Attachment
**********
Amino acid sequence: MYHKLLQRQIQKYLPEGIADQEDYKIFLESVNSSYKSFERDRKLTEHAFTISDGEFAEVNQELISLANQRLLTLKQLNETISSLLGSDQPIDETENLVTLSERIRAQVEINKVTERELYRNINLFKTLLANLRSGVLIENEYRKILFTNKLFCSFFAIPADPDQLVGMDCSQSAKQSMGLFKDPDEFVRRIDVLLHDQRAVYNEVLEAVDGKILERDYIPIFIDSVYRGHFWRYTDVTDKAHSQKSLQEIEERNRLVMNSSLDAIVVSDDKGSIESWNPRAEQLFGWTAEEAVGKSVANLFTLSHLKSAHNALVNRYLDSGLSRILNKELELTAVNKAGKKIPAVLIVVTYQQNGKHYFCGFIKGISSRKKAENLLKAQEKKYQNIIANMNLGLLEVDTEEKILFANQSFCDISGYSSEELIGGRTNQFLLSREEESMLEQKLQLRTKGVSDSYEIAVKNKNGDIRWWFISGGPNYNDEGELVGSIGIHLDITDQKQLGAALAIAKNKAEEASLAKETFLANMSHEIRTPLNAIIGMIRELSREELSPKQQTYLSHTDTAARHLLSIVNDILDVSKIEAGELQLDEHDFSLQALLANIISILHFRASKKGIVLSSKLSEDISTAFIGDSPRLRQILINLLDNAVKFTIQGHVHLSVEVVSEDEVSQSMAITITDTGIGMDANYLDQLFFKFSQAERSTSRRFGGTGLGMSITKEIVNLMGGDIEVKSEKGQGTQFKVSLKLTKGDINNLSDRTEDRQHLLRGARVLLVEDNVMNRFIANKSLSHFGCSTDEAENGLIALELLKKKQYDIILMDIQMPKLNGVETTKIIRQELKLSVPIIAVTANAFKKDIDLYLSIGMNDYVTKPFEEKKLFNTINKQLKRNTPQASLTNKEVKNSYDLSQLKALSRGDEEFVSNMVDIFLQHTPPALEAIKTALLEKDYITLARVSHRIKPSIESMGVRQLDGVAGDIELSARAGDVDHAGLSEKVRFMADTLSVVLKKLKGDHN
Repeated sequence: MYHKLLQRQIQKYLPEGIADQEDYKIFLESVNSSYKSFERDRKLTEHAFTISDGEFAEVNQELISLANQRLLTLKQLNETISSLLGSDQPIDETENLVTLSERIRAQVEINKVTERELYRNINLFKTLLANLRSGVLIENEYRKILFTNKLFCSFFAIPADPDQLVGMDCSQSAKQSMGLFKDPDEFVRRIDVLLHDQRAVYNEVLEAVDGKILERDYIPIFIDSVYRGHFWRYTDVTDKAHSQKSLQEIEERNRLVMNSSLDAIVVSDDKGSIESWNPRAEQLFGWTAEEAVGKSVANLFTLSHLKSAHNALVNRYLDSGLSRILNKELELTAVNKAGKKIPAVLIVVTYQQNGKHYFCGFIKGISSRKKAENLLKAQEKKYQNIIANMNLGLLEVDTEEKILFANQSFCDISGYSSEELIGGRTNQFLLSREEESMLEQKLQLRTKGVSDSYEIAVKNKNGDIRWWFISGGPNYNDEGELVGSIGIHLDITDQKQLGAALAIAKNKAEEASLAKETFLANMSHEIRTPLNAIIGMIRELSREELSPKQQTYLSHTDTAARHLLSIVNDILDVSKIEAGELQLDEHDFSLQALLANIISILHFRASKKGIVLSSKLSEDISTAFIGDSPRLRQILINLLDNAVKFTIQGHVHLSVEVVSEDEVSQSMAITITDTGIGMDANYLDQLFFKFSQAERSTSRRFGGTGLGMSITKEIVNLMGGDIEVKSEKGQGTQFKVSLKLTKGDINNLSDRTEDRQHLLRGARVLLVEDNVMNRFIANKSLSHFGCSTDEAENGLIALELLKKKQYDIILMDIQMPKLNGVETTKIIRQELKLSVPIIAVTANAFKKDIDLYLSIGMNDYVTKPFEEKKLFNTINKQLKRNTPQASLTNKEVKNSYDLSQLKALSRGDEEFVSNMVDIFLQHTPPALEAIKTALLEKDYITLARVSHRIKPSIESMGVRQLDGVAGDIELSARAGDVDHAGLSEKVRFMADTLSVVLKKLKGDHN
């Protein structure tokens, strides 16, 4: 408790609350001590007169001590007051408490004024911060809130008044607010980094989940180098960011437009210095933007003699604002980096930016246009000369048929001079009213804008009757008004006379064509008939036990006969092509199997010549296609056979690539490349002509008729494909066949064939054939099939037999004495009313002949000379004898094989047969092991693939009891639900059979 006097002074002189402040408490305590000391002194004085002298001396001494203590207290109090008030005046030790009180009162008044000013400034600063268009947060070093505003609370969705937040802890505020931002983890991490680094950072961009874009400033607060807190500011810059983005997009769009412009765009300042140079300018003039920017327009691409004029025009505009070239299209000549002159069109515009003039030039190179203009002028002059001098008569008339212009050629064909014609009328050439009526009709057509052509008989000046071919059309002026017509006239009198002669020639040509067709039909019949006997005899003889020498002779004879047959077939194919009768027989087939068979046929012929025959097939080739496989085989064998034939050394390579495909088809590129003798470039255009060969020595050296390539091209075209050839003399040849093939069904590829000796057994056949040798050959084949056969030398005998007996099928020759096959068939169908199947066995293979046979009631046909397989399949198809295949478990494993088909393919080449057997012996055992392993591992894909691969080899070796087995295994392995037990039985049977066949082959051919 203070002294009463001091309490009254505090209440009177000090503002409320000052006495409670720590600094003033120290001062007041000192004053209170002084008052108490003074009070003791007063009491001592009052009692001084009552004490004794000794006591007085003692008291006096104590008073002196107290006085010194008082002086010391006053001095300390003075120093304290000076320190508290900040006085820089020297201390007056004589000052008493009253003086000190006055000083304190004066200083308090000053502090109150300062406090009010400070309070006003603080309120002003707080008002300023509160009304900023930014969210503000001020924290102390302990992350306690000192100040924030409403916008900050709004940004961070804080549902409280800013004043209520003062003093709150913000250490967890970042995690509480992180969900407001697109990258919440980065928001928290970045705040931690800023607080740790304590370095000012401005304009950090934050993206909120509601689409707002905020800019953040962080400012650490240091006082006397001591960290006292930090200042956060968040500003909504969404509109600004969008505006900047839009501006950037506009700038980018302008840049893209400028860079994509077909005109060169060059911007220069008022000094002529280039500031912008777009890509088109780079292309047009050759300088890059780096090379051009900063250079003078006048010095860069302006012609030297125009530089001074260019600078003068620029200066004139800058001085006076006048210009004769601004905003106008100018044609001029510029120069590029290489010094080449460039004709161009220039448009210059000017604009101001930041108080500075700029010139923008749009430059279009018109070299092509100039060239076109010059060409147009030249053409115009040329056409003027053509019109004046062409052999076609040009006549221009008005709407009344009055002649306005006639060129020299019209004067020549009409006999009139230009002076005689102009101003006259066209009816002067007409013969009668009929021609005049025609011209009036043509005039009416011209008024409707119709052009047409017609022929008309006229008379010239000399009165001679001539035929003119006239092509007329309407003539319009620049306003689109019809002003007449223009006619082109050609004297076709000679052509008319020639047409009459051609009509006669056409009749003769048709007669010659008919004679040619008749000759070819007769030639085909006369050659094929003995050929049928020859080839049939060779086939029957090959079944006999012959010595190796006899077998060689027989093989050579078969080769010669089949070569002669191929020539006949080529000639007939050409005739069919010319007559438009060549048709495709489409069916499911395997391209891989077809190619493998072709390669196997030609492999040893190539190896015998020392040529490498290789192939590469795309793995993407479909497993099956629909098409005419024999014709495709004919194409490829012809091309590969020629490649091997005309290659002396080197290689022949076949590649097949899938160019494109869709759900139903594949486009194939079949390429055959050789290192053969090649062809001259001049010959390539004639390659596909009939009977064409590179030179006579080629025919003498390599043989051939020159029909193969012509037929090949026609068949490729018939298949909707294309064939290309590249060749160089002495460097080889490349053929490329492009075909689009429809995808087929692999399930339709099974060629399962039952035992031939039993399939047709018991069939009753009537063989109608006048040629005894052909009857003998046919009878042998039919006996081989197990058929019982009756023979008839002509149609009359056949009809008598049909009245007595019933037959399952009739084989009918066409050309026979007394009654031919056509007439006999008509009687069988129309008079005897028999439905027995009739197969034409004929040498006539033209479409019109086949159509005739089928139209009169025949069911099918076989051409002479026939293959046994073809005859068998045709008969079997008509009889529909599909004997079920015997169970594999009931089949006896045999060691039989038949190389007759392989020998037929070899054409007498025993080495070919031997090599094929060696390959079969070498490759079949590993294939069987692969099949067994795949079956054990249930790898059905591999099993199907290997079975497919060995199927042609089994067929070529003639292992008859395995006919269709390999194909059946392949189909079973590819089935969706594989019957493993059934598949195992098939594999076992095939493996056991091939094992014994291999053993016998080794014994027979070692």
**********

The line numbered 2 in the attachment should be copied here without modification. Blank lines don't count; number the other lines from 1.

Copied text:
Repeated sequence: MYHKLLQRQIQKYLPEGIADQEDYKIFLESVNSSYKSFERDRKLTEHAFTISDGEFAEVNQELISLANQRLLTLKQLNETISSLLGSDQPIDETENLVTLSERIRAQVEINKVTERELYRNINLFKTLLANLRSGVLIENEYRKILFTNKLFCSFFAIPADPDQLVGMDCSQSAKQSMGLFKDPDEFVRRIDVLLHDQRAVYNEVLEAVDGKILERDYIPIFIDSVYRGHFWRYTDVTDKAHSQKSLQEIEERNRLVMNSSLDAIVVSDDKGSIESWNPRAEQLFGWTAEEAVGKSVANLFTLSHLKSAHNALVNRYLDSGLSRILNKELELTAVNKAGKKIPAVLIVVTYQQNGKHYFCGFIKGISSRKKAENLLKAQEKKYQNIIANMNLGLLEVDTEEKILFANQSFCDISGYSSEELIGGRTNQFLLSREEESMLEQKLQLRTKGVSDSYEIAVKNKNGDIRWWFISGGPNYNDEGELVGSIGIHLDITDQKQLGAALAIAKNKAEEASLAKETFLANMSHEIRTPLNAIIGMIRELSREELSPKQQTYLSHTDTAARHLLSIVNDILDVSKIEAGELQLDEHDFSLQALLANIISILHFRASKKGIVLSSKLSEDISTAFIGDSPRLRQILINLLDNAVKFTIQGHVHLSVEVVSEDEVSQSMAITITDTGIGMDANYLDQLFFKFSQAERSTSRRFGGTGLGMSITKEIVNLMGGDIEVKSEKGQGTQFKVSLKLTKGDINNLSDRTEDRQHLLRGARVLLVEDNVMNRFIANKSLSHFGCSTDEAENGLIALELLKKKQYDIILMDIQMPKLNGVETTKIIRQELKLSVPIIAVTANAFKKDIDLYLSIGMNDYVTKPFEEKKLFNTINKQLKRNTPQASLTNKEVKNSYDLSQLKALSRGDEEFVSNMVDIFLQHTPPALEAIKTALLEKDYITLARVSHRIKPSIESMGVRQLDGVAGDIELSARAGDVDHAGLSEKVRFMADTLSVVLKKLKGDHN